Dioscorea: Wild yam and hormonal synthesis
by Paul Bergner
Medical Herbalism 4(4):9
In North American herbal practice, Wild Yam Dioscorea spp., is often considered a “female herb” and in recent years is commonly referred to as containing “female hormone precursors.” While dioscorea may be useful for the spasmodic cramping of menstrual irregularities (or for the spasms of a gall bladder attack) there is no evidence that it specifically affects female hormones in a clinical situation. The rumor comes from the historical use of diosgenin, a constituent of dioscorea, as a chemical precursor for the industrial synthesis of progesterone.
In the body, the steroid hormones are synthesized from cholesterol, which is first converted to pregnenolone, and then to progesterone. Various enzyme systems convert the progesterone to the male and female hormones or to cortisone. Before the 1940s, steroid hormones for medical administration were derived entirely from the glands of animals, a very expensive and inefficient source. The chemist Russell E. Marker experimented with the conversion of plant sapogenins to progesterone, and in 1943 moved to Mexico City where he isolated diosgenin from D. mexicana. Using a chemical manipulation completely unrelated to biochemical processes, he developed an efficient way to commercially produce progesterone from diosgenin. In 1952, other chemists found a way using bacterial conversion (via Rhizopus arrhizus) to synthesize cortisone from progesterone, again through a pathway unrelated to normal synthesis in the body. Thus in the 1940s and 1950s, virtually all steroid hormones for medical use were derived from diosgenin from Mexican wild yams.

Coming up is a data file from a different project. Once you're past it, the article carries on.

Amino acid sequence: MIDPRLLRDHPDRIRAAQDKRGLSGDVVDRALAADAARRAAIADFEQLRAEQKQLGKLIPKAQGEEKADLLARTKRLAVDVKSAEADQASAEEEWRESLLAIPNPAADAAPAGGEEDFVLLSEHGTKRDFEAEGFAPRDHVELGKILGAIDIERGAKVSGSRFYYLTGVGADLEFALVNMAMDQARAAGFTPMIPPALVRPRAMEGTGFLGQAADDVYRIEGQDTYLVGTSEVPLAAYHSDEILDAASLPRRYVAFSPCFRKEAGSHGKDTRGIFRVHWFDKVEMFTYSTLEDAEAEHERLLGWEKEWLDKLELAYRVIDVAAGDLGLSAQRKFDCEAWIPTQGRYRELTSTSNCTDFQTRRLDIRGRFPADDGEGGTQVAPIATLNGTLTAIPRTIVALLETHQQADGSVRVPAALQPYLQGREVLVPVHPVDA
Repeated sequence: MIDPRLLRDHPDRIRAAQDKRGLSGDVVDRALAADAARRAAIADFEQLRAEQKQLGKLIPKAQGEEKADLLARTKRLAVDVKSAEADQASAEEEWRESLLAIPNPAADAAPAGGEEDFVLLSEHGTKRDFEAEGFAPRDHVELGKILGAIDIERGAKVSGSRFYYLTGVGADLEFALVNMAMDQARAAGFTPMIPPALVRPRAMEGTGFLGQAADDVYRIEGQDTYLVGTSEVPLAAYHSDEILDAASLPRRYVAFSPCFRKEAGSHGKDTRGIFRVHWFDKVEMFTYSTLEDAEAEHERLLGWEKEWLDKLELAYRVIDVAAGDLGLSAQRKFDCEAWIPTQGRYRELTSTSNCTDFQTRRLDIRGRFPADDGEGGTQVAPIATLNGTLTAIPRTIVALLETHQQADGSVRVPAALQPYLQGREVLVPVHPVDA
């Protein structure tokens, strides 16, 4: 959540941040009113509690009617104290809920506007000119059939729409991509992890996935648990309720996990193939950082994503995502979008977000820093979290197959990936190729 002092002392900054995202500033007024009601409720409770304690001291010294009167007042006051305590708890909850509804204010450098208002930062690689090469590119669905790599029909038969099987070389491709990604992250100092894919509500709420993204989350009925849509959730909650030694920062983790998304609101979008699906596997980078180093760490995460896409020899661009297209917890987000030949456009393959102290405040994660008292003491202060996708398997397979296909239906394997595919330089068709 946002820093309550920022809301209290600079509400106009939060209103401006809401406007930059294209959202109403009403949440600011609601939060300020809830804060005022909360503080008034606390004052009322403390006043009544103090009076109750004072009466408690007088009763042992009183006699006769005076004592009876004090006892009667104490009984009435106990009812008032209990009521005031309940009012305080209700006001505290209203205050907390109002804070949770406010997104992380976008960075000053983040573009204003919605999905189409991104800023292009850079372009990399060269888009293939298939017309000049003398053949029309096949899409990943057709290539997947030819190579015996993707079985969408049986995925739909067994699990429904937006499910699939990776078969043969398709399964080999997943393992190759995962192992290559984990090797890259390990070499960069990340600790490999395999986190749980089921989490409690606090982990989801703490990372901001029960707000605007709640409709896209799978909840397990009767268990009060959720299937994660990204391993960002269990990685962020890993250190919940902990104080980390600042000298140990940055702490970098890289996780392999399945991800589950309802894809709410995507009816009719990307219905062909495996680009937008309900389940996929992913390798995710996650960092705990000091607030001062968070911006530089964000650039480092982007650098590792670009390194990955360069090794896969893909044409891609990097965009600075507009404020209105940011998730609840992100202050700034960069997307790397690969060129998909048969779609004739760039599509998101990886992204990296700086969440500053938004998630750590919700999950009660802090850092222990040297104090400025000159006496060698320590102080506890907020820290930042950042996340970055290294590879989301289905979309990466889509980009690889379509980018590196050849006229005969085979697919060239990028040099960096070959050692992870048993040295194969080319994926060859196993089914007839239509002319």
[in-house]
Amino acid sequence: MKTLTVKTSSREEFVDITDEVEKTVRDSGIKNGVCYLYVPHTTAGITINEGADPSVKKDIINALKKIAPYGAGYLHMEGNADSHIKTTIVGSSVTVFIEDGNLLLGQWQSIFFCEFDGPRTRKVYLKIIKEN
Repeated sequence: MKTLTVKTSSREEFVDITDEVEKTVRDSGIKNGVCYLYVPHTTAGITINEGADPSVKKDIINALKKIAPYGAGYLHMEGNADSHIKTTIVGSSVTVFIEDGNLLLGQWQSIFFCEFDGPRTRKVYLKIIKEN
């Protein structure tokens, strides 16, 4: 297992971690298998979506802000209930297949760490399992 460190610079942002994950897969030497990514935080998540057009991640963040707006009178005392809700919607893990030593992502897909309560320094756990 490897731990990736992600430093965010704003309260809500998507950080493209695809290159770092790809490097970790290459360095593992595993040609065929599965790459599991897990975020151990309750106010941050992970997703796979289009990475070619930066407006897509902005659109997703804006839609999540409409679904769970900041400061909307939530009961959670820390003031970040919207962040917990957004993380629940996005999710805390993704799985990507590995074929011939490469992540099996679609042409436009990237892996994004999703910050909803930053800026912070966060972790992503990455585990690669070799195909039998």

Mexican wild yam was subsequently nationalized by Mexico, blocking export. Attempts to grow it in other countries have not been successful. In 1976 the Mexican government raised the price of diosgenin by 250%, prompting a shift to other cheaper means of synthesizing steroids. Today almost all steroid hormones are produced by stigmasterol, an inexpensive component of soybeans, or from cholesterol, which is available in tons quantities from wool fat. Stigmasterol is chemically converted to progesterone, by a pathway unrelated to synthesis in the body. Stigmasterol may also be converted through a microbial process to make other steroids, including estrone or testosterone. There is no evidence that the body can use either diosgenin or stigmasterol in any way to synthesize steroid hormones, or that, if it can, that it is not as likely to produce male hormones or cortisone as it is to produce female hormones.
thanks to Dr. Steven Dentali
for the research and materials used to prepare